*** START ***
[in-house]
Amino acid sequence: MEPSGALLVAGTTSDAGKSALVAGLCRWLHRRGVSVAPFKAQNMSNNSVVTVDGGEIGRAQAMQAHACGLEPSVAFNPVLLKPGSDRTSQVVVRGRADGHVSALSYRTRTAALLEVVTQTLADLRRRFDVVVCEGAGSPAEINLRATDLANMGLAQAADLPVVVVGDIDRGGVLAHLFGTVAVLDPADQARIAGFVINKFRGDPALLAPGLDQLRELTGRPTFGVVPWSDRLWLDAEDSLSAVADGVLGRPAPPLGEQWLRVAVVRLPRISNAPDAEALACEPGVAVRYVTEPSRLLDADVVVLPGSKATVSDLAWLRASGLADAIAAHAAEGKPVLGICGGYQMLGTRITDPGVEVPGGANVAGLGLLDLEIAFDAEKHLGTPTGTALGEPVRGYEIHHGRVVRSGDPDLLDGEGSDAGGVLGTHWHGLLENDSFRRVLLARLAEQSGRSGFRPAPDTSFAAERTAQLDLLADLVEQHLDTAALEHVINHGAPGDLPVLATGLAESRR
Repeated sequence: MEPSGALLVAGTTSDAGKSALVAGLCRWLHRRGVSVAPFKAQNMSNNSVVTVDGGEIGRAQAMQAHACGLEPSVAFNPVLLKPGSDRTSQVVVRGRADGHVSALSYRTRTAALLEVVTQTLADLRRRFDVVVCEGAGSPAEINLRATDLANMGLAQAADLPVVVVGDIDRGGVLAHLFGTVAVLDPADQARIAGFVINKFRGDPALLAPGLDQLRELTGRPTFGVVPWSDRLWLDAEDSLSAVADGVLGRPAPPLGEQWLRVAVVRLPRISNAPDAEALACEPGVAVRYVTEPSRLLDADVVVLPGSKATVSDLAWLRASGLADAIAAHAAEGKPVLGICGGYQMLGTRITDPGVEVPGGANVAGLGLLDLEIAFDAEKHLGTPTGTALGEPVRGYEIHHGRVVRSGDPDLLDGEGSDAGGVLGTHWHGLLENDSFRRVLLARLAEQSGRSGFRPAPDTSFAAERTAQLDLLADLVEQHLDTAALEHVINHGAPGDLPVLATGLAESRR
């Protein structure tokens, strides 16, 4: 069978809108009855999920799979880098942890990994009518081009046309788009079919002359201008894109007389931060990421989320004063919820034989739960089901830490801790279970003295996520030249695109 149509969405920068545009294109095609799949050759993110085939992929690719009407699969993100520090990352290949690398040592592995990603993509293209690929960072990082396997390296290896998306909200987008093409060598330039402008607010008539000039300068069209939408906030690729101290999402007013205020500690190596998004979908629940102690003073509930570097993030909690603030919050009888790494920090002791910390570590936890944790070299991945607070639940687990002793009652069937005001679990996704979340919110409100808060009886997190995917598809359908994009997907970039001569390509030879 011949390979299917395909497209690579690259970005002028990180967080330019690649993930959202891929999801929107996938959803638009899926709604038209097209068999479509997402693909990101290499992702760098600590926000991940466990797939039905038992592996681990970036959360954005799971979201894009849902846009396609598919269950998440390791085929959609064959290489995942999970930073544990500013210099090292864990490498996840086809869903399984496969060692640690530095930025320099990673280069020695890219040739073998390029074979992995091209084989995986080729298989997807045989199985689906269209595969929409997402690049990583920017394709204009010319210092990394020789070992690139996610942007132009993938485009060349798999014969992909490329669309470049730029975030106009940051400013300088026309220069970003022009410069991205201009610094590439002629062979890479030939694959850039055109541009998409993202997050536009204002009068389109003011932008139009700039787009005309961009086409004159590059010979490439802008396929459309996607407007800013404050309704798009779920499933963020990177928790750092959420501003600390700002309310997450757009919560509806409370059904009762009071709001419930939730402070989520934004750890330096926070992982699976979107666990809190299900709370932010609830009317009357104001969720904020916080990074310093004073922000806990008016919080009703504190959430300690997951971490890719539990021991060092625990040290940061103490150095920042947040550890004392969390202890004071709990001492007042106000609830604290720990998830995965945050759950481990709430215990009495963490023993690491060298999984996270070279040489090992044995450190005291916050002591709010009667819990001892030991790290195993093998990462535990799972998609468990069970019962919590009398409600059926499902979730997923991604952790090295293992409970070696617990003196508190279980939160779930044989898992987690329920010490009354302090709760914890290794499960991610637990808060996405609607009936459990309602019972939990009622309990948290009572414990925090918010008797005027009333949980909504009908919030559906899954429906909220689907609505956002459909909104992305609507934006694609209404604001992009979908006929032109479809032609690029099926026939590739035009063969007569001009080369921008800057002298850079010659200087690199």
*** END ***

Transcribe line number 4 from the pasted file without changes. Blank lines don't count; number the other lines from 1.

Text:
């Protein structure tokens, strides 16, 4: 069978809108009855999920799979880098942890990994009518081009046309788009079919002359201008894109007389931060990421989320004063919820034989739960089901830490801790279970003295996520030249695109 149509969405920068545009294109095609799949050759993110085939992929690719009407699969993100520090990352290949690398040592592995990603993509293209690929960072990082396997390296290896998306909200987008093409060598330039402008607010008539000039300068069209939408906030690729101290999402007013205020500690190596998004979908629940102690003073509930570097993030909690603030919050009888790494920090002791910390570590936890944790070299991945607070639940687990002793009652069937005001679990996704979340919110409100808060009886997190995917598809359908994009997907970039001569390509030879 011949390979299917395909497209690579690259970005002028990180967080330019690649993930959202891929999801929107996938959803638009899926709604038209097209068999479509997402693909990101290499992702760098600590926000991940466990797939039905038992592996681990970036959360954005799971979201894009849902846009396609598919269950998440390791085929959609064959290489995942999970930073544990500013210099090292864990490498996840086809869903399984496969060692640690530095930025320099990673280069020695890219040739073998390029074979992995091209084989995986080729298989997807045989199985689906269209595969929409997402690049990583920017394709204009010319210092990394020789070992690139996610942007132009993938485009060349798999014969992909490329669309470049730029975030106009940051400013300088026309220069970003022009410069991205201009610094590439002629062979890479030939694959850039055109541009998409993202997050536009204002009068389109003011932008139009700039787009005309961009086409004159590059010979490439802008396929459309996607407007800013404050309704798009779920499933963020990177928790750092959420501003600390700002309310997450757009919560509806409370059904009762009071709001419930939730402070989520934004750890330096926070992982699976979107666990809190299900709370932010609830009317009357104001969720904020916080990074310093004073922000806990008016919080009703504190959430300690997951971490890719539990021991060092625990040290940061103490150095920042947040550890004392969390202890004071709990001492007042106000609830604290720990998830995965945050759950481990709430215990009495963490023993690491060298999984996270070279040489090992044995450190005291916050002591709010009667819990001892030991790290195993093998990462535990799972998609468990069970019962919590009398409600059926499902979730997923991604952790090295293992409970070696617990003196508190279980939160779930044989898992987690329920010490009354302090709760914890290794499960991610637990808060996405609607009936459990309602019972939990009622309990948290009572414990925090918010008797005027009333949980909504009908919030559906899954429906909220689907609505956002459909909104992305609507934006694609209404604001992009979908006929032109479809032609690029099926026939590739035009063969007569001009080369921008800057002298850079010659200087690199």